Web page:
5. Writing the presentation. Jon believes the script should be written down to the last apostrophe. It gives control – both in terms of content and timing. If you know the content inside out, you can deviate from it if necessary

And adapting Jon’s method, here are five elements to his thesis, with five nuggets under each heading

1. Prepare

  • People work better on one task than several at once
  • Work in a small, tight, committed team
  • Take control. Taking control means keeping work and social life separate, not allowing interruptions, having space for thinking, treating others as you would like to be treated and looking after your brain
  • Start quickly and devote equal time to each aspect
  • Practice makes perfect

2. Recognise the competition

  • The focus should be on beating the competition and not finding the perfect answer
  • Belief has to be turned into action – this is done by persuading that your idea is the best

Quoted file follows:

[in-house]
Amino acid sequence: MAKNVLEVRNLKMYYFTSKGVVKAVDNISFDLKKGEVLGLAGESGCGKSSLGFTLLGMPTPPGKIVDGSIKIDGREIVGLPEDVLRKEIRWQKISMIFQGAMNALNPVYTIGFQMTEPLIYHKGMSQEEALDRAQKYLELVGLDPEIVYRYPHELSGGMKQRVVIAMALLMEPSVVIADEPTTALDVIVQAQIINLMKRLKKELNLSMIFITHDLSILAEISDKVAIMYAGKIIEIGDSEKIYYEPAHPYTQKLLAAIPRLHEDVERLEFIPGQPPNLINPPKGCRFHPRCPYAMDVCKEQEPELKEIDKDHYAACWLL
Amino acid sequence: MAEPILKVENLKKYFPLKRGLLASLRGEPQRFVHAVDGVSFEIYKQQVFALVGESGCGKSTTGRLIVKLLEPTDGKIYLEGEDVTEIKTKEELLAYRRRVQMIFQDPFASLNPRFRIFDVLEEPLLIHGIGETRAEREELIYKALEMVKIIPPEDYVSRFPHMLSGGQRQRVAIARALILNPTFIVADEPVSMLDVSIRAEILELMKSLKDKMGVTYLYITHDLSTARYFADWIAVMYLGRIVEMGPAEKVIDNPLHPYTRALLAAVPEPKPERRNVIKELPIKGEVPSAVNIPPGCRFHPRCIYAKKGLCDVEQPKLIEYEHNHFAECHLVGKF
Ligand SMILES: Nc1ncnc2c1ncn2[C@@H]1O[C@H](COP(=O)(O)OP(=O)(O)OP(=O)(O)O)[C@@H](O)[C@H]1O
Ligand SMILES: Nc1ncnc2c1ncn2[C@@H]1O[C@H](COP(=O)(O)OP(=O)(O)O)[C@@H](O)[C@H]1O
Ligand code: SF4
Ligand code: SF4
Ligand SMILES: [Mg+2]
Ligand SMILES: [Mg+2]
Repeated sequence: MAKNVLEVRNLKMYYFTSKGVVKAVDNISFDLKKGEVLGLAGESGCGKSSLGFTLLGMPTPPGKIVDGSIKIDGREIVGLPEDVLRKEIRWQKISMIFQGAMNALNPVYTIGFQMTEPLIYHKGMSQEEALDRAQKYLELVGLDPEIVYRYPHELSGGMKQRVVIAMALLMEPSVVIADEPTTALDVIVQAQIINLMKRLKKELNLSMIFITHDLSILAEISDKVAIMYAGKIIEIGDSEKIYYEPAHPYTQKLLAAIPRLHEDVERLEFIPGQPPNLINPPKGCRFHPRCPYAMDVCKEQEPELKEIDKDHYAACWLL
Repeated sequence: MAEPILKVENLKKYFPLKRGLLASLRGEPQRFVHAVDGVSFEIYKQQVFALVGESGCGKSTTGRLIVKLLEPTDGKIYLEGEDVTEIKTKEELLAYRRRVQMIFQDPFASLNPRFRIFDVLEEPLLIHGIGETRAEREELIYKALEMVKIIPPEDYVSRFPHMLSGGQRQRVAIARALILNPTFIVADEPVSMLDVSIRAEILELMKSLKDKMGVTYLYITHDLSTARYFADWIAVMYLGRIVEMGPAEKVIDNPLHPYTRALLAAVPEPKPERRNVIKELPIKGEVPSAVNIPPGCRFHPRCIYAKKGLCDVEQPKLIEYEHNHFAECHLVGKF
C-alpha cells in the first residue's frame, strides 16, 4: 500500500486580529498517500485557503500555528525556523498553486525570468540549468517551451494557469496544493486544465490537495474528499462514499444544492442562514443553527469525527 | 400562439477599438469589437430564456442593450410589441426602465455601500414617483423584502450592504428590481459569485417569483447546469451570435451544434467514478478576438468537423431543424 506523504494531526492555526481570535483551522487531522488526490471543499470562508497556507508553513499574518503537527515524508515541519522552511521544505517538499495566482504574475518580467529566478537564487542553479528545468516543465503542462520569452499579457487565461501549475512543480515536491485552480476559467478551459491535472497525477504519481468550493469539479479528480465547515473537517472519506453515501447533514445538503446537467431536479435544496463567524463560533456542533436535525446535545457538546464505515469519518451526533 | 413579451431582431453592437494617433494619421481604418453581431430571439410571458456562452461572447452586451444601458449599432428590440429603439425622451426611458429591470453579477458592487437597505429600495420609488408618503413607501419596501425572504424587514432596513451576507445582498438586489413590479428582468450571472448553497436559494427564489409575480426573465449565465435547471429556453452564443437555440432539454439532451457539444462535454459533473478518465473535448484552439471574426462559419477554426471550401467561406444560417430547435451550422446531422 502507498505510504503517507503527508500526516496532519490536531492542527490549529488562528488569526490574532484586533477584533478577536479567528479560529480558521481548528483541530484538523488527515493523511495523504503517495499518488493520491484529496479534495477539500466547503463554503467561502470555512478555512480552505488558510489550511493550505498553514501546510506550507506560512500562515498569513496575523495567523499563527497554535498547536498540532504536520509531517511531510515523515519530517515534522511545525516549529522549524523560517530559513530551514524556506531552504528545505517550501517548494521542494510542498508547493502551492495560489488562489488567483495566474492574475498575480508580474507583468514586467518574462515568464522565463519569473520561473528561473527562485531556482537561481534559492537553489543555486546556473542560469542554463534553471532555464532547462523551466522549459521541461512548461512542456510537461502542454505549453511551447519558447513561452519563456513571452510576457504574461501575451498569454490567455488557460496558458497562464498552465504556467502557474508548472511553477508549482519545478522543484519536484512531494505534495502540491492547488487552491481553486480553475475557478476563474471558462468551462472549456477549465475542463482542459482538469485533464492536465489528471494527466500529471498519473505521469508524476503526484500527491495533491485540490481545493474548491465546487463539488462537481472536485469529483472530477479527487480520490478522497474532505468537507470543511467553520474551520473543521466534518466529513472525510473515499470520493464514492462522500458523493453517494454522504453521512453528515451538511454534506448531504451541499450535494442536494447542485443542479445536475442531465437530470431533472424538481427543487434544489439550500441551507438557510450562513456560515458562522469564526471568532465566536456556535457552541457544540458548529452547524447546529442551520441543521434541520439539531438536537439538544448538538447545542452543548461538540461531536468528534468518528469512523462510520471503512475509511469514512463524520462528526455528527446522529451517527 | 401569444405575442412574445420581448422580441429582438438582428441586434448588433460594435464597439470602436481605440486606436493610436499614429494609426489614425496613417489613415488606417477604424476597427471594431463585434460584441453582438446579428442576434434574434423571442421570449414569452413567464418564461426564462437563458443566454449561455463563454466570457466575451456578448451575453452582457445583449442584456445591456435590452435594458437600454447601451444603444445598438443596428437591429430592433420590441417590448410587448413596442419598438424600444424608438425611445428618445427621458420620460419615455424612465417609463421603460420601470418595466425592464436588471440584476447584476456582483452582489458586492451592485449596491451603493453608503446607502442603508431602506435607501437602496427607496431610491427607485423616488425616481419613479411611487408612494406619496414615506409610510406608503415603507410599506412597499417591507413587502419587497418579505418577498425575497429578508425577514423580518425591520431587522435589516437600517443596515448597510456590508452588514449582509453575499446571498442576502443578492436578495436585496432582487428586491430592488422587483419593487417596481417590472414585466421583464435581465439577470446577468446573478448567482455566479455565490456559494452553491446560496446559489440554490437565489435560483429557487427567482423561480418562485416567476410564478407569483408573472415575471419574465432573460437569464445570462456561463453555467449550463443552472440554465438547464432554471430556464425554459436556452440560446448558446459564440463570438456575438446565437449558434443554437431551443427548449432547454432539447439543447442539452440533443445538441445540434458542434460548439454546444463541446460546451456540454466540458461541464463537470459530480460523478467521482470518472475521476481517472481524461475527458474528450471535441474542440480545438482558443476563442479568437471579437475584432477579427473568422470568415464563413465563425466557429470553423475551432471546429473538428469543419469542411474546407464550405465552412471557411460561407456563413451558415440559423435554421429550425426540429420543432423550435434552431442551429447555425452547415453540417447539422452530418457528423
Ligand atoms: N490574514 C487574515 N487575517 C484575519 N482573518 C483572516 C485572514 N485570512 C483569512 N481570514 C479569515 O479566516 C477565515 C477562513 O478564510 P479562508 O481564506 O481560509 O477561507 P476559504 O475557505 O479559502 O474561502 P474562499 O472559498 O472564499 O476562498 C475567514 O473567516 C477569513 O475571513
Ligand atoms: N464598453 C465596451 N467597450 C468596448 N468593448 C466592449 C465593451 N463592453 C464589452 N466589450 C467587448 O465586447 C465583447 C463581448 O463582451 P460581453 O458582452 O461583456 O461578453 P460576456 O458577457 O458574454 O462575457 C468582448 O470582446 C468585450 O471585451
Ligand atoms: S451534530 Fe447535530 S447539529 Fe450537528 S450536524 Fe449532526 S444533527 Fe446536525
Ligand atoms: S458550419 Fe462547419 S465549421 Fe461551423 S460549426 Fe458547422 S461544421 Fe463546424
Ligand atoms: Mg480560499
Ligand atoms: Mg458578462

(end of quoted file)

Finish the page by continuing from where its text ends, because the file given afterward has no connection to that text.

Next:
• Save energy for the big issues rather than proving the obvious
  • Either say something different or say the same thing better
  • But a USP of some description is needed to stand out and plant doubt in the competition

3. Ensure a narrative

  • The best speeches are done using the simplest language
  • Presentations should tell stories
  • A good presentation has a start, a middle and an end
  • A few well chosen questions can be a powerful tool
  • Use minimal slides with a prose leave-behind

4. Keep the tone engaging

  • The five key elements are truth, beauty, excitement, significance and persuasion
  • Communicate; don’t lecture. The best presentations are question marks; not full stops
  • Communicate one idea at a time
  • Be inclusive as the audience doesn’t listen to what you say but what it means to them
  • Passion breeds success. When you believe, giving ground is tantamount to failure

5. Connect with the audience

  • Own the room
  • Minimise space between the presenter and the audience
  • Give a sense of what it would be like to work with you
  • If one answer is given, don’t give a second if it involves repetition
  • Keep consistency of message and openness of mind and manner

The above is just a small extract of the wisdom encapsulated in 288 pages. I would recommend reading every last page.

sk